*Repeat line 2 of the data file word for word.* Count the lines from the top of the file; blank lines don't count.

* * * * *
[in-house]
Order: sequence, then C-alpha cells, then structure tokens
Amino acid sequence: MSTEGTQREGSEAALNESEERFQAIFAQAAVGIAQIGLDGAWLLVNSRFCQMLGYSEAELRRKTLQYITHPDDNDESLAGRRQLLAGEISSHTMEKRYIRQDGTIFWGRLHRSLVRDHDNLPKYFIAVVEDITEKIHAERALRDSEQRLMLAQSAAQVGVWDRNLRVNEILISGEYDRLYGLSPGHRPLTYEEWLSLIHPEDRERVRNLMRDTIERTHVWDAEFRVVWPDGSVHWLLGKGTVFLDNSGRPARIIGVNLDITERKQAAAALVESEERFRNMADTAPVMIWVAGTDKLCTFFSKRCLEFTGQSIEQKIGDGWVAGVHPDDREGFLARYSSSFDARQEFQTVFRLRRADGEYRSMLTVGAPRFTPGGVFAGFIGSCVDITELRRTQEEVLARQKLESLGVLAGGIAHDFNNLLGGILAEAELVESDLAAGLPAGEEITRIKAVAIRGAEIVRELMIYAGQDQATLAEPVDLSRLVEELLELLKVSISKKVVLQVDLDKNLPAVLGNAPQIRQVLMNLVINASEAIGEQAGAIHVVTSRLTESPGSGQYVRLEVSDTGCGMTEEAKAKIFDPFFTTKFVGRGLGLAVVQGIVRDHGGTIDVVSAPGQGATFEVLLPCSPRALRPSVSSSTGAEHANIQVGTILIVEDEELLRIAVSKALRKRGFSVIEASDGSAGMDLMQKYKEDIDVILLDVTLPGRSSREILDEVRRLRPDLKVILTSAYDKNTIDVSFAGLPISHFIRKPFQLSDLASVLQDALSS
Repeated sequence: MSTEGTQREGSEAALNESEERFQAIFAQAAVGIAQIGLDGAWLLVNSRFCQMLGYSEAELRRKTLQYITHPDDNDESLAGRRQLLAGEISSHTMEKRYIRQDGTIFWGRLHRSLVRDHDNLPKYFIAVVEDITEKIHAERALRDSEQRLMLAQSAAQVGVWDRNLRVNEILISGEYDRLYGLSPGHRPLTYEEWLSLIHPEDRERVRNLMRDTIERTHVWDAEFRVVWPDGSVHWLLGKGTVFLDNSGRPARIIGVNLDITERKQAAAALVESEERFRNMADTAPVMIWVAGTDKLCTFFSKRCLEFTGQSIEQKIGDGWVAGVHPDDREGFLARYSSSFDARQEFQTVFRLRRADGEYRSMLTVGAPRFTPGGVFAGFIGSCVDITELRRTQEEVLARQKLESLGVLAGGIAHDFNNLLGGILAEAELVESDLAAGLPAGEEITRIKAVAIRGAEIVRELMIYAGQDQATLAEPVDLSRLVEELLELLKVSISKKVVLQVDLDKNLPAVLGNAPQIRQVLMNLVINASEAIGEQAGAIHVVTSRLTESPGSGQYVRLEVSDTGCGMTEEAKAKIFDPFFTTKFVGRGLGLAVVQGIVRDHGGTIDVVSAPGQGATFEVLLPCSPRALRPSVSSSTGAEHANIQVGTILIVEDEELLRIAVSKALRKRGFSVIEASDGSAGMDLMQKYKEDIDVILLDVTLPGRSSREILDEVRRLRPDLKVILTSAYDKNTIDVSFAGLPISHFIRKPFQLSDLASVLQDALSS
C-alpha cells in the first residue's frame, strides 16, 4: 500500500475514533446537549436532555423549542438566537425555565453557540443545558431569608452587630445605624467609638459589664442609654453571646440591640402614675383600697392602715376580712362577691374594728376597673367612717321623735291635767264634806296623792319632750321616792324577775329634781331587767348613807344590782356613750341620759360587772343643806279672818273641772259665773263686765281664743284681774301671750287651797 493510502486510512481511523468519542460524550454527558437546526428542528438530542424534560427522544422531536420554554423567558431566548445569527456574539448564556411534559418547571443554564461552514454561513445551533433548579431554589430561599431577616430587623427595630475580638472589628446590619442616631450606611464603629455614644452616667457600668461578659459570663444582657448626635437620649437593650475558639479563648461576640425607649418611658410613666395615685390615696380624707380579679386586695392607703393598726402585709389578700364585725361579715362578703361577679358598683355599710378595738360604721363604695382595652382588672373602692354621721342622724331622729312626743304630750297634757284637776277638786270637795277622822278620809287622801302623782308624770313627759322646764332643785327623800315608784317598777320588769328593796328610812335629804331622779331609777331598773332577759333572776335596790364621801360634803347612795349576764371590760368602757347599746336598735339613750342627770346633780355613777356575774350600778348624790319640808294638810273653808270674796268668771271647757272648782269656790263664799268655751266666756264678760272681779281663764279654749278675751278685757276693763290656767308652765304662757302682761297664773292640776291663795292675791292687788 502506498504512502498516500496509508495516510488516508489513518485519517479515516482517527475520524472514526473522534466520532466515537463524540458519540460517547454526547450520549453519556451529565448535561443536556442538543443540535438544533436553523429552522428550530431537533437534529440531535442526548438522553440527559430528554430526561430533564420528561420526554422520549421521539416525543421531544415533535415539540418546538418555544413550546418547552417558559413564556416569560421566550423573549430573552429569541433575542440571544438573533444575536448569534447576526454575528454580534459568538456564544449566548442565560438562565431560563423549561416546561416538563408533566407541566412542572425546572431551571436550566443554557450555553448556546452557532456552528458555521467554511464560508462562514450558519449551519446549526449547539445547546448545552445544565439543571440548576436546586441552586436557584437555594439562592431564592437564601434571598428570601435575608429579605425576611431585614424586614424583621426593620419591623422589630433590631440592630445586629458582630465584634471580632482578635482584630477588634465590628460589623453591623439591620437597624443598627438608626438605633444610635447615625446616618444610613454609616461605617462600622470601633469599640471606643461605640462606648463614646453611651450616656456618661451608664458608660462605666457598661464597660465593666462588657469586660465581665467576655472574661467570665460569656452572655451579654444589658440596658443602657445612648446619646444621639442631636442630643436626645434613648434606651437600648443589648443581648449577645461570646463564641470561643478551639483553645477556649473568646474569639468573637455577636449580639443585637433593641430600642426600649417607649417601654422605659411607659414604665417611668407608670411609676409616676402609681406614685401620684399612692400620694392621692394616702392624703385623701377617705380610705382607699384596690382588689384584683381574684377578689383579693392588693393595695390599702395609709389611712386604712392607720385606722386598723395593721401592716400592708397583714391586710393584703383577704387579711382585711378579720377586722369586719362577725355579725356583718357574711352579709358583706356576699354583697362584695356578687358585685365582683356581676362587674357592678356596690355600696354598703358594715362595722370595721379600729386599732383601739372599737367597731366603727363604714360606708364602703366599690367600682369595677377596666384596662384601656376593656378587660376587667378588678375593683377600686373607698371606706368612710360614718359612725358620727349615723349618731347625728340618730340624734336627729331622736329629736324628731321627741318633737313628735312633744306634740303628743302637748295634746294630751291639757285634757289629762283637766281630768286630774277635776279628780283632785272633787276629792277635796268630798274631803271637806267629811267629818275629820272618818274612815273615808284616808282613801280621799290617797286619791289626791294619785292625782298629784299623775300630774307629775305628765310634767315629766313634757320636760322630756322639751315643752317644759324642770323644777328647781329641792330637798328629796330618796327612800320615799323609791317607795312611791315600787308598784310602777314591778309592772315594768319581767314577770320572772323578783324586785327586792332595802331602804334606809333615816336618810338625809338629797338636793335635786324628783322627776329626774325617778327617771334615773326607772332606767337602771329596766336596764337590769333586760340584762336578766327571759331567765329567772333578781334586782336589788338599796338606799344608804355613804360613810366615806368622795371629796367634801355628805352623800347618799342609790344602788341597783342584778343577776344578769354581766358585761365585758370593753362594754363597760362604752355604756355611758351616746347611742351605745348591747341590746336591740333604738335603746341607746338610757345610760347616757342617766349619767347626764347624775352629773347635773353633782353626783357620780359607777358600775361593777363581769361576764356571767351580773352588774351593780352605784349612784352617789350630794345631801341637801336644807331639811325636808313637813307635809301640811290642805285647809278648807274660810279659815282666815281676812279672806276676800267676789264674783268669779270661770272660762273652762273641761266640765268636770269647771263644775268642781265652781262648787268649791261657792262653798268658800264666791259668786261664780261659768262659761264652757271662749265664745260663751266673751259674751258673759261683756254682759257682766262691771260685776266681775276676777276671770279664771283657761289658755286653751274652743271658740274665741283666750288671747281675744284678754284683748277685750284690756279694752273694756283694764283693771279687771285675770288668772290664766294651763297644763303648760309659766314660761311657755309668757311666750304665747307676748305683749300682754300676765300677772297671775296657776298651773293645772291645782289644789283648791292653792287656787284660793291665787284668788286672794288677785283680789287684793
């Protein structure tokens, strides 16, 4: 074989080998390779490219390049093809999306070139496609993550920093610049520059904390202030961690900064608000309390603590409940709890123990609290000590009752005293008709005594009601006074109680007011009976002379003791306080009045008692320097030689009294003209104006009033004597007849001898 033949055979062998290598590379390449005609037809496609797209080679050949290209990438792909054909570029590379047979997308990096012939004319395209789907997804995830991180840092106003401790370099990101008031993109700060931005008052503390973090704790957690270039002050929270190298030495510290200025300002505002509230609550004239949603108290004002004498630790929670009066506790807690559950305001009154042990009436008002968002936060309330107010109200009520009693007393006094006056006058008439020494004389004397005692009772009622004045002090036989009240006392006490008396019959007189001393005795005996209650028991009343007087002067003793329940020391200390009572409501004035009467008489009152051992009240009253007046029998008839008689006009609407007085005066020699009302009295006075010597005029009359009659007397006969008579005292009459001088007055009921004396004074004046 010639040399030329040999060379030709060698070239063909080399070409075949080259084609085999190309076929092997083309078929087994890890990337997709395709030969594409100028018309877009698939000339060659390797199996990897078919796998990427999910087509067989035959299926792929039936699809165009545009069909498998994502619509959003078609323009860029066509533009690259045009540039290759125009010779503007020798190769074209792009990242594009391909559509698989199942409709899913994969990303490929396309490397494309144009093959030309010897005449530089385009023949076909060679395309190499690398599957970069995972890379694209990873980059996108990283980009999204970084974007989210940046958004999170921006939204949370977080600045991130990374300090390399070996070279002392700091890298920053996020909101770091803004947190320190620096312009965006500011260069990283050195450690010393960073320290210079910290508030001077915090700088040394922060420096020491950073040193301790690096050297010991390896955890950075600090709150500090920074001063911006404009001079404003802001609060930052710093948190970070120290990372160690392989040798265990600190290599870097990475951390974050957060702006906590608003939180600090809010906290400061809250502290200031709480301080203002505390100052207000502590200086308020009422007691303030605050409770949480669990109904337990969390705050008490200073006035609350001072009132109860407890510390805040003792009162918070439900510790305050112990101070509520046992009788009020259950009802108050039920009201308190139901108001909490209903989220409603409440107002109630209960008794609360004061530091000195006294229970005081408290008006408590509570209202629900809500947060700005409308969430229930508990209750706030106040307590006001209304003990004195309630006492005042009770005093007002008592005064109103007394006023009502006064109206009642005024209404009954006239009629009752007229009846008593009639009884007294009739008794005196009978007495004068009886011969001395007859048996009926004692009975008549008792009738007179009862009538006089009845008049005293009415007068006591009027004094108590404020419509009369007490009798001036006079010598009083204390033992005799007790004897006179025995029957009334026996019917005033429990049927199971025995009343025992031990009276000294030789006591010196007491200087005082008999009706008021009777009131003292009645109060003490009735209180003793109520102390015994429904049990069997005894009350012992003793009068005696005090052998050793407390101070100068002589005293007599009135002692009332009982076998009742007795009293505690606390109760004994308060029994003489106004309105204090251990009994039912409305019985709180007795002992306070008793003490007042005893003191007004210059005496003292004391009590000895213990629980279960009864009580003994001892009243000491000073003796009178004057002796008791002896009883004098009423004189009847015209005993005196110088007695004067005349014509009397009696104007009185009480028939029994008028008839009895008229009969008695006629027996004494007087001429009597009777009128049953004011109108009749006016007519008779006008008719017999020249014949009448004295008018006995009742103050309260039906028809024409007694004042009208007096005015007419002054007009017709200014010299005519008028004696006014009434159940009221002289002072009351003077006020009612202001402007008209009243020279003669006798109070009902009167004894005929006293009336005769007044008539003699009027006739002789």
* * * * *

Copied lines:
Order: sequence, then C-alpha cells, then structure tokens